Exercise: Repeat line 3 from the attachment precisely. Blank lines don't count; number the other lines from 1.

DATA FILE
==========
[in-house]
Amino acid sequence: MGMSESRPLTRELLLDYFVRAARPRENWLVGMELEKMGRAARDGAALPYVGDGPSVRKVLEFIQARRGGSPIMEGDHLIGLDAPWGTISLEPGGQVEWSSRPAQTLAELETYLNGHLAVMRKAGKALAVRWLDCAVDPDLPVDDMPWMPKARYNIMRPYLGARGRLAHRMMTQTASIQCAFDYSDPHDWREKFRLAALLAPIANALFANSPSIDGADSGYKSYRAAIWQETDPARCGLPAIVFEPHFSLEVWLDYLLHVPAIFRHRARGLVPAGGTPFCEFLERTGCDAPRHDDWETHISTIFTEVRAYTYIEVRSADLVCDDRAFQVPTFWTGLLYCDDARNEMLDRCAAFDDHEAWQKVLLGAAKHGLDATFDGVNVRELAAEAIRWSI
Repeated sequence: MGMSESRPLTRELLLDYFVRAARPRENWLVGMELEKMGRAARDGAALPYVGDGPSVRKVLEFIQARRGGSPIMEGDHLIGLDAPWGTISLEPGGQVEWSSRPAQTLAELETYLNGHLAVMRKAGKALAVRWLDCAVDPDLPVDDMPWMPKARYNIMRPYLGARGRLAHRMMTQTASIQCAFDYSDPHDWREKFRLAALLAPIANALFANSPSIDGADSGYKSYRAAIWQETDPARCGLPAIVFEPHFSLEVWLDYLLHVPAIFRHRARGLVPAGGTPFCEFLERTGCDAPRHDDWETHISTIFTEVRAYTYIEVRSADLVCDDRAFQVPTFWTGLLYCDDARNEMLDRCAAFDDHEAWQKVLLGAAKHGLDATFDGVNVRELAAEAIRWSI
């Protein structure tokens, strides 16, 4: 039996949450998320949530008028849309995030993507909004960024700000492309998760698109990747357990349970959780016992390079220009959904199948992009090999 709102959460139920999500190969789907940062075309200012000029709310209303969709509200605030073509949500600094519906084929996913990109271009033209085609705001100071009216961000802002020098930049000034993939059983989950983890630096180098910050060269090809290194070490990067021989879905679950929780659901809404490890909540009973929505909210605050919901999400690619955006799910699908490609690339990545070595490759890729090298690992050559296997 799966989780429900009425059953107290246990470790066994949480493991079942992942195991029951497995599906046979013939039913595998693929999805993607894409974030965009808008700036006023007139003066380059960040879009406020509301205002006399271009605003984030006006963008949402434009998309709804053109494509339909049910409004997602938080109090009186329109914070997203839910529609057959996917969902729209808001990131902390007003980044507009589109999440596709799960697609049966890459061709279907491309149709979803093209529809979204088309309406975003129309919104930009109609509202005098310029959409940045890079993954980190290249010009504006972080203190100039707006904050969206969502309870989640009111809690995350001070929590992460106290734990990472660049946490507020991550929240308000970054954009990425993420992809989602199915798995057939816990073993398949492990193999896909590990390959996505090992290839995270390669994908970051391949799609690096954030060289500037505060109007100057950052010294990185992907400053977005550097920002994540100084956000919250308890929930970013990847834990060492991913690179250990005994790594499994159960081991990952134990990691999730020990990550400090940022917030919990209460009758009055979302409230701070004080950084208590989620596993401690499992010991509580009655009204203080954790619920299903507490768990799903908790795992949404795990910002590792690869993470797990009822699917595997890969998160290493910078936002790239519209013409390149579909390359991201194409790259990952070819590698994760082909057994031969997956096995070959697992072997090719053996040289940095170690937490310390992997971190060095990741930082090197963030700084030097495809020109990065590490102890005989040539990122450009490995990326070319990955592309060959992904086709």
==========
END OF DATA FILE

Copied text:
Repeated sequence: MGMSESRPLTRELLLDYFVRAARPRENWLVGMELEKMGRAARDGAALPYVGDGPSVRKVLEFIQARRGGSPIMEGDHLIGLDAPWGTISLEPGGQVEWSSRPAQTLAELETYLNGHLAVMRKAGKALAVRWLDCAVDPDLPVDDMPWMPKARYNIMRPYLGARGRLAHRMMTQTASIQCAFDYSDPHDWREKFRLAALLAPIANALFANSPSIDGADSGYKSYRAAIWQETDPARCGLPAIVFEPHFSLEVWLDYLLHVPAIFRHRARGLVPAGGTPFCEFLERTGCDAPRHDDWETHISTIFTEVRAYTYIEVRSADLVCDDRAFQVPTFWTGLLYCDDARNEMLDRCAAFDDHEAWQKVLLGAAKHGLDATFDGVNVRELAAEAIRWSI